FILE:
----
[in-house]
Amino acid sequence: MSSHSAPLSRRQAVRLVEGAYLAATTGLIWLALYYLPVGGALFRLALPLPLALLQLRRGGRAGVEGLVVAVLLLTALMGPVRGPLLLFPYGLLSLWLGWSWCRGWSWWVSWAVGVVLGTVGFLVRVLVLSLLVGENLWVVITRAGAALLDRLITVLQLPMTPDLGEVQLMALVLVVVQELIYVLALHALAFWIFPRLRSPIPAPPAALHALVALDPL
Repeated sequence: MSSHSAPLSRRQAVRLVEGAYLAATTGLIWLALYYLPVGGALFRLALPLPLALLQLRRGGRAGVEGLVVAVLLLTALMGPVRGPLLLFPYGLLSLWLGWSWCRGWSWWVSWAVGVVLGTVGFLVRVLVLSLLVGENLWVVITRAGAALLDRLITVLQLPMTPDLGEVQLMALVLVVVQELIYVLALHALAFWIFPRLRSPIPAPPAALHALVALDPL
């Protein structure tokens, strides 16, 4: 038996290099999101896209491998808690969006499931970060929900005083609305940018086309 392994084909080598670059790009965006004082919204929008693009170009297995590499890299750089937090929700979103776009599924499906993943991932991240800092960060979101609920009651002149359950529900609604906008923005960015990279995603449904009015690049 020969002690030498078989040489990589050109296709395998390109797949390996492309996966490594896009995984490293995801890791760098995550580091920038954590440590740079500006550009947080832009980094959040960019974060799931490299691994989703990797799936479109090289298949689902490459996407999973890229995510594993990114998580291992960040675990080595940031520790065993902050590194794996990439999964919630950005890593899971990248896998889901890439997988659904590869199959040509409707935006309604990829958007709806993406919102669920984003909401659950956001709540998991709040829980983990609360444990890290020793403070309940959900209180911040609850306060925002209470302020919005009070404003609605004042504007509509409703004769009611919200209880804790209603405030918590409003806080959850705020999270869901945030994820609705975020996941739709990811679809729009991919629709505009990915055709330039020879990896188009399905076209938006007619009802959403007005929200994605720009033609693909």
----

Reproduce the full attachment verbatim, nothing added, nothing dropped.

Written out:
[in-house]
Amino acid sequence: MSSHSAPLSRRQAVRLVEGAYLAATTGLIWLALYYLPVGGALFRLALPLPLALLQLRRGGRAGVEGLVVAVLLLTALMGPVRGPLLLFPYGLLSLWLGWSWCRGWSWWVSWAVGVVLGTVGFLVRVLVLSLLVGENLWVVITRAGAALLDRLITVLQLPMTPDLGEVQLMALVLVVVQELIYVLALHALAFWIFPRLRSPIPAPPAALHALVALDPL
Repeated sequence: MSSHSAPLSRRQAVRLVEGAYLAATTGLIWLALYYLPVGGALFRLALPLPLALLQLRRGGRAGVEGLVVAVLLLTALMGPVRGPLLLFPYGLLSLWLGWSWCRGWSWWVSWAVGVVLGTVGFLVRVLVLSLLVGENLWVVITRAGAALLDRLITVLQLPMTPDLGEVQLMALVLVVVQELIYVLALHALAFWIFPRLRSPIPAPPAALHALVALDPL
């Protein structure tokens, strides 16, 4: 038996290099999101896209491998808690969006499931970060929900005083609305940018086309 392994084909080598670059790009965006004082919204929008693009170009297995590499890299750089937090929700979103776009599924499906993943991932991240800092960060979101609920009651002149359950529900609604906008923005960015990279995603449904009015690049 020969002690030498078989040489990589050109296709395998390109797949390996492309996966490594896009995984490293995801890791760098995550580091920038954590440590740079500006550009947080832009980094959040960019974060799931490299691994989703990797799936479109090289298949689902490459996407999973890229995510594993990114998580291992960040675990080595940031520790065993902050590194794996990439999964919630950005890593899971990248896998889901890439997988659904590869199959040509409707935006309604990829958007709806993406919102669920984003909401659950956001709540998991709040829980983990609360444990890290020793403070309940959900209180911040609850306060925002209470302020919005009070404003609605004042504007509509409703004769009611919200209880804790209603405030918590409003806080959850705020999270869901945030994820609705975020996941739709990811679809729009991919629709505009990915055709330039020879990896188009399905076209938006007619009802959403007005929200994605720009033609693909």